Why? The majority of words collectors associate with age or quality--like Nippon, Prussia, Limoges, etc.--are generally place names for countries or regions that no longer exist. For U.S. Custom's purposes, old place names are ignored as long as the present day country of origin is stated. In other words, a confusing mark including the word Nippon is not illegal as long as the piece is also marked "Made in Taiwan (or China, Indonesia, etc.)". Unfortunately most "Made in...." country of origin markings are usually removable paper stickers. New marks with Nippon and other confusing words and symbols are usually under glaze and are not removable. Persons who want to misrepresent a new piece simply remove the country of origin label. It is then up to the buyer to detect the often subtle differences between new and old marks.

Detecting new and old

Detecting fake marks from memory alone can be difficult. No one rule can be used to detect all the new marks. What may be an indication of a fake in one mark, may not be of help when examining another mark. Most marks need to be examined on a case by case basis. Apply the guidelines for new and old only to the specific mark being discussed. Study and familiarize yourself with the key features of original marks listed by the photographs and illustrations in this article. Don't be misled by large areas of raised gold or what appears to be genuine old colors and old decorations. The overall appearance of the latest reproductions is becoming more and more like Nippon originals.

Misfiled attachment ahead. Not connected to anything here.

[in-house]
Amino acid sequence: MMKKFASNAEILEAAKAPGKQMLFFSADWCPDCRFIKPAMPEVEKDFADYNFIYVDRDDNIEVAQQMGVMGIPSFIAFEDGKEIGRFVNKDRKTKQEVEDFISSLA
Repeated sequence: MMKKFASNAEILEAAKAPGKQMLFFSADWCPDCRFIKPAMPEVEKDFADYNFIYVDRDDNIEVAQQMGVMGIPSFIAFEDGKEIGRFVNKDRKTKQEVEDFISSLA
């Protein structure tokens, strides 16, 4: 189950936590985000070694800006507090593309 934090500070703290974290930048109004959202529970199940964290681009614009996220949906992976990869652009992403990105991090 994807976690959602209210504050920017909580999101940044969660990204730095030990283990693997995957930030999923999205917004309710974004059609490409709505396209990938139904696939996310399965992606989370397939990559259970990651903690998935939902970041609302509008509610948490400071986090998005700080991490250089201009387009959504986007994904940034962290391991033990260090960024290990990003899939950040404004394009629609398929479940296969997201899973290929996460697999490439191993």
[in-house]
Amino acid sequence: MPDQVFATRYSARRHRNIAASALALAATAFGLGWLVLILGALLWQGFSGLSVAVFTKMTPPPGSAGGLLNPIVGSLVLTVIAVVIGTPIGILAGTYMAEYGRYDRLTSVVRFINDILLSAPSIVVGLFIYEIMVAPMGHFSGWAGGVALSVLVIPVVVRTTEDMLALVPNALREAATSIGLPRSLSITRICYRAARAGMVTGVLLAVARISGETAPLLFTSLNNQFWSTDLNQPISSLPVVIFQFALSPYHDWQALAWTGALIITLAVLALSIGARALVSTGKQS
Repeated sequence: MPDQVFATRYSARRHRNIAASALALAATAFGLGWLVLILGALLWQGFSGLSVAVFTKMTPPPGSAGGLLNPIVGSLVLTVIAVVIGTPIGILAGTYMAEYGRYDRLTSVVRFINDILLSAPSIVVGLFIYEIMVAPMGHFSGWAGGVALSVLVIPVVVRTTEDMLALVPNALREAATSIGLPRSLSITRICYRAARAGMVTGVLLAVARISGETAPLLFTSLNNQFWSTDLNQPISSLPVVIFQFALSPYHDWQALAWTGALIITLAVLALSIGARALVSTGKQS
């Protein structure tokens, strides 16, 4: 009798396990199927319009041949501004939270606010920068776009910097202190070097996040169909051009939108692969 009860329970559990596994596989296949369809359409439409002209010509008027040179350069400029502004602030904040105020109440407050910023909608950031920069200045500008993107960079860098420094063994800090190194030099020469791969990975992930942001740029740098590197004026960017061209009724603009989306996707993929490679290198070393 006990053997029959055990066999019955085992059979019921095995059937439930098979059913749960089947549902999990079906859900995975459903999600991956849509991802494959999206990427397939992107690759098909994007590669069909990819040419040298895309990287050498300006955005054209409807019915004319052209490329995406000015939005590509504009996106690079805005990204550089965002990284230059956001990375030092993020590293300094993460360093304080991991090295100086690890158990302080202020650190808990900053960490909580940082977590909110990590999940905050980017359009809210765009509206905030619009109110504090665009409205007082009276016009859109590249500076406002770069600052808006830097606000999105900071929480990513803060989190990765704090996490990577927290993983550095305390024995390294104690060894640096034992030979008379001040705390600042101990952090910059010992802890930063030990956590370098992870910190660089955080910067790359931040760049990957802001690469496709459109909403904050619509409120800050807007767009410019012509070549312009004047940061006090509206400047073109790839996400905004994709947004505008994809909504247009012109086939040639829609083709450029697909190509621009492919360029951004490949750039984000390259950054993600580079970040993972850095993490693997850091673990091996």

The differences between new and old marks appear below. A summary chart of new and old marks appears at the end.

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Fig. 1 A sample of new Nippon marks. All are copied from genuine pre-1921 marks.

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Fig. 2 RS (Reinhold Schegelmilch) Prussia vases as shown in 1914 Butler Bros. catalog. Vases are 9" to 10 1/4" high; price 85 cents to $1.35 each. Compare to similar 9" Nippon vases shown in Fig. 3 which are $4.50 per dozen or 38 cents each which is about only half the cost of the European porcelain.

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Fig. 3 Nippon 9" vases from Butler Bros. catalog, 1913. Price $4.50 per dozen

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Fig. 4

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Fig. 5 Many place names associated with age or quality are permanently marked on new porcelain made in Taiwan, Japan, India, etc., The new hatpin holder in Fig. 5 was made in Japan and originally had a "Made in Japan" paper label. However, it is permanently marked with the confusing new Limoges mark in Fig. 4.

New wreath marks

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Fig. 6 New wreath: mark (A) -- Wreath turned upside down; an hour glass was never used in old mark.

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Fig. 7 New weath: mark (B) -- Wreath is closed at top; no stem on 3-leaved figure at base of wreath.